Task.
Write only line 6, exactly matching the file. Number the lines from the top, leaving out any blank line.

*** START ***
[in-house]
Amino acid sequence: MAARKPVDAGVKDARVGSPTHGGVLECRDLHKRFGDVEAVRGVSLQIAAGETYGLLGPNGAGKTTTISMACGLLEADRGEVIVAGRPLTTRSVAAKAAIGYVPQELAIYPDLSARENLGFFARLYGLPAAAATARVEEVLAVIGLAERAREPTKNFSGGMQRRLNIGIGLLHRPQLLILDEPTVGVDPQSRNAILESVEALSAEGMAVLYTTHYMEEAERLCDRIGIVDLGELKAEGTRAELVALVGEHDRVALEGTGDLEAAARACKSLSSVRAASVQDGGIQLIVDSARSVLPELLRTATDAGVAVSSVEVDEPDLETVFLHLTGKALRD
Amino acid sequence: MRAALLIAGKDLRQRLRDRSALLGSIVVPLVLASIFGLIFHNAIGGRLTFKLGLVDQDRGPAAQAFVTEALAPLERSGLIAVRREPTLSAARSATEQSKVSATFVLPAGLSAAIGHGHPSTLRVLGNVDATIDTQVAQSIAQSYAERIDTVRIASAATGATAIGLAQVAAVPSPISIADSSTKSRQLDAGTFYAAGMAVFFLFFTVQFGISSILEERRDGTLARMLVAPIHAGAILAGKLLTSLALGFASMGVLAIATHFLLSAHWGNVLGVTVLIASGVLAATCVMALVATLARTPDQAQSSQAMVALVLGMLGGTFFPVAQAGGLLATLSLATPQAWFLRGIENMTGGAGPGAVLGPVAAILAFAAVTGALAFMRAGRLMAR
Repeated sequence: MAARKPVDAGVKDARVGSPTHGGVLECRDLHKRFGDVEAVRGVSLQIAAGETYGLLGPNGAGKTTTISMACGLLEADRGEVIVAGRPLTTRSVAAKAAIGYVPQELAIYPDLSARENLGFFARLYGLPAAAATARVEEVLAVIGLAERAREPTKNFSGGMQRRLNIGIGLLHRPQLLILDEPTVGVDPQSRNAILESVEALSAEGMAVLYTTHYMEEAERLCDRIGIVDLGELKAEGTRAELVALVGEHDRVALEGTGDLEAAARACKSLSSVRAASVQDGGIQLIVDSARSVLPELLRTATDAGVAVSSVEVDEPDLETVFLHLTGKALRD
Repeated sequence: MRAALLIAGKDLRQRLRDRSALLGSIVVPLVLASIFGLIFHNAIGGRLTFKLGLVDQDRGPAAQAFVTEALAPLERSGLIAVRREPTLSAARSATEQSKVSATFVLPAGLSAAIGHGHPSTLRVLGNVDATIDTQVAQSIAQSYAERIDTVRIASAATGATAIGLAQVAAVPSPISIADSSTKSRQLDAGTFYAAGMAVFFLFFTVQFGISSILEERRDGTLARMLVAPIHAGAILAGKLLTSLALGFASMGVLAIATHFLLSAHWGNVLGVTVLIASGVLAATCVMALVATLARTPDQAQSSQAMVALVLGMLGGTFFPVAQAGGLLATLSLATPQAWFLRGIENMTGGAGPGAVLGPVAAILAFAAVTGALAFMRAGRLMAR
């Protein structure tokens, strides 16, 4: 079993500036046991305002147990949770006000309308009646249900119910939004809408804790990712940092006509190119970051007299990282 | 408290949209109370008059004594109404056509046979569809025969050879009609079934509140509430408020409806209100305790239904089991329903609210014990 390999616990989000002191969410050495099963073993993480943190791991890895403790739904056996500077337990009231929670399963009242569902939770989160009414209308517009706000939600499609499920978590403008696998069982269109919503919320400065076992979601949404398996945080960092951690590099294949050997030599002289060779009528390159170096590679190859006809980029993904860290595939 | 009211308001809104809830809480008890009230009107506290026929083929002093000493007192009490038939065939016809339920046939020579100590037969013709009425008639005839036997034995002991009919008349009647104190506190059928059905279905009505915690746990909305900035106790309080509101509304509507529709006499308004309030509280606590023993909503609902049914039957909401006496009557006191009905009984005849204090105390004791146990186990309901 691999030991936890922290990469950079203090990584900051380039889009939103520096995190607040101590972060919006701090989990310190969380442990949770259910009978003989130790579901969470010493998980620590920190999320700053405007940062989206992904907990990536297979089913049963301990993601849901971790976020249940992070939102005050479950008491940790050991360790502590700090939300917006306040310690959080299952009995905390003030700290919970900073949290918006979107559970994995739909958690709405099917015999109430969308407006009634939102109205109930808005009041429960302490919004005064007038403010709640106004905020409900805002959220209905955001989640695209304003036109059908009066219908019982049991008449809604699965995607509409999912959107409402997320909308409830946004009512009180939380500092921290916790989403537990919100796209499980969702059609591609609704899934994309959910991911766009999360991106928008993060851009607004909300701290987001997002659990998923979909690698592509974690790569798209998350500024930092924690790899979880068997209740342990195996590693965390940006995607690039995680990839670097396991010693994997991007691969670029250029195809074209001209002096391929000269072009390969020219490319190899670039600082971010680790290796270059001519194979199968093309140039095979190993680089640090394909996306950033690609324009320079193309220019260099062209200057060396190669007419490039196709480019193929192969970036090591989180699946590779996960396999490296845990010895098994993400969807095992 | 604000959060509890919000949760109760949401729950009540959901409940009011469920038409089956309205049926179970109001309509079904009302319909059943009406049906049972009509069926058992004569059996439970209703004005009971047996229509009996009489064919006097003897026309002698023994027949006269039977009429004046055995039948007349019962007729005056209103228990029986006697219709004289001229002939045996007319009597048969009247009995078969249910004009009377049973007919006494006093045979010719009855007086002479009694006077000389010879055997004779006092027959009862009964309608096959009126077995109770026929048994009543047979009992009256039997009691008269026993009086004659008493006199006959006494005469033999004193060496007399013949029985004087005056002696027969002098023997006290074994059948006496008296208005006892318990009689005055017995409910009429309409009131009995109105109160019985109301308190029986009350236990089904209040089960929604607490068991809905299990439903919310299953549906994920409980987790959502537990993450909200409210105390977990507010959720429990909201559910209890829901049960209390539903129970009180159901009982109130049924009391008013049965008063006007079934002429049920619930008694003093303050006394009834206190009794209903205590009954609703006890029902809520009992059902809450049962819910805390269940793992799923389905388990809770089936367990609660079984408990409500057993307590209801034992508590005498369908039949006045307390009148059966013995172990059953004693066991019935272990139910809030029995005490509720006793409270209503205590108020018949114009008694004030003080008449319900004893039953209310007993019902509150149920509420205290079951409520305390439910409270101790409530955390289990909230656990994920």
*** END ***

């Protein structure tokens, strides 16, 4: 079993500036046991305002147990949770006000309308009646249900119910939004809408804790990712940092006509190119970051007299990282 | 408290949209109370008059004594109404056509046979569809025969050879009609079934509140509430408020409806209100305790239904089991329903609210014990 390999616990989000002191969410050495099963073993993480943190791991890895403790739904056996500077337990009231929670399963009242569902939770989160009414209308517009706000939600499609499920978590403008696998069982269109919503919320400065076992979601949404398996945080960092951690590099294949050997030599002289060779009528390159170096590679190859006809980029993904860290595939 | 009211308001809104809830809480008890009230009107506290026929083929002093000493007192009490038939065939016809339920046939020579100590037969013709009425008639005839036997034995002991009919008349009647104190506190059928059905279905009505915690746990909305900035106790309080509101509304509507529709006499308004309030509280606590023993909503609902049914039957909401006496009557006191009905009984005849204090105390004791146990186990309901 691999030991936890922290990469950079203090990584900051380039889009939103520096995190607040101590972060919006701090989990310190969380442990949770259910009978003989130790579901969470010493998980620590920190999320700053405007940062989206992904907990990536297979089913049963301990993601849901971790976020249940992070939102005050479950008491940790050991360790502590700090939300917006306040310690959080299952009995905390003030700290919970900073949290918006979107559970994995739909958690709405099917015999109430969308407006009634939102109205109930808005009041429960302490919004005064007038403010709640106004905020409900805002959220209905955001989640695209304003036109059908009066219908019982049991008449809604699965995607509409999912959107409402997320909308409830946004009512009180939380500092921290916790989403537990919100796209499980969702059609591609609704899934994309959910991911766009999360991106928008993060851009607004909300701290987001997002659990998923979909690698592509974690790569798209998350500024930092924690790899979880068997209740342990195996590693965390940006995607690039995680990839670097396991010693994997991007691969670029250029195809074209001209002096391929000269072009390969020219490319190899670039600082971010680790290796270059001519194979199968093309140039095979190993680089640090394909996306950033690609324009320079193309220019260099062209200057060396190669007419490039196709480019193929192969970036090591989180699946590779996960396999490296845990010895098994993400969807095992 | 604000959060509890919000949760109760949401729950009540959901409940009011469920038409089956309205049926179970109001309509079904009302319909059943009406049906049972009509069926058992004569059996439970209703004005009971047996229509009996009489064919006097003897026309002698023994027949006269039977009429004046055995039948007349019962007729005056209103228990029986006697219709004289001229002939045996007319009597048969009247009995078969249910004009009377049973007919006494006093045979010719009855007086002479009694006077000389010879055997004779006092027959009862009964309608096959009126077995109770026929048994009543047979009992009256039997009691008269026993009086004659008493006199006959006494005469033999004193060496007399013949029985004087005056002696027969002098023997006290074994059948006496008296208005006892318990009689005055017995409910009429309409009131009995109105109160019985109301308190029986009350236990089904209040089960929604607490068991809905299990439903919310299953549906994920409980987790959502537990993450909200409210105390977990507010959720429990909201559910209890829901049960209390539903129970009180159901009982109130049924009391008013049965008063006007079934002429049920619930008694003093303050006394009834206190009794209903205590009954609703006890029902809520009992059902809450049962819910805390269940793992799923389905388990809770089936367990609660079984408990409500057993307590209801034992508590005498369908039949006045307390009148059966013995172990059953004693066991019935272990139910809030029995005490509720006793409270209503205590108020018949114009008694004030003080008449319900004893039953209310007993019902509150149920509420205290079951409520305390439910409270101790409530955390289990909230656990994920």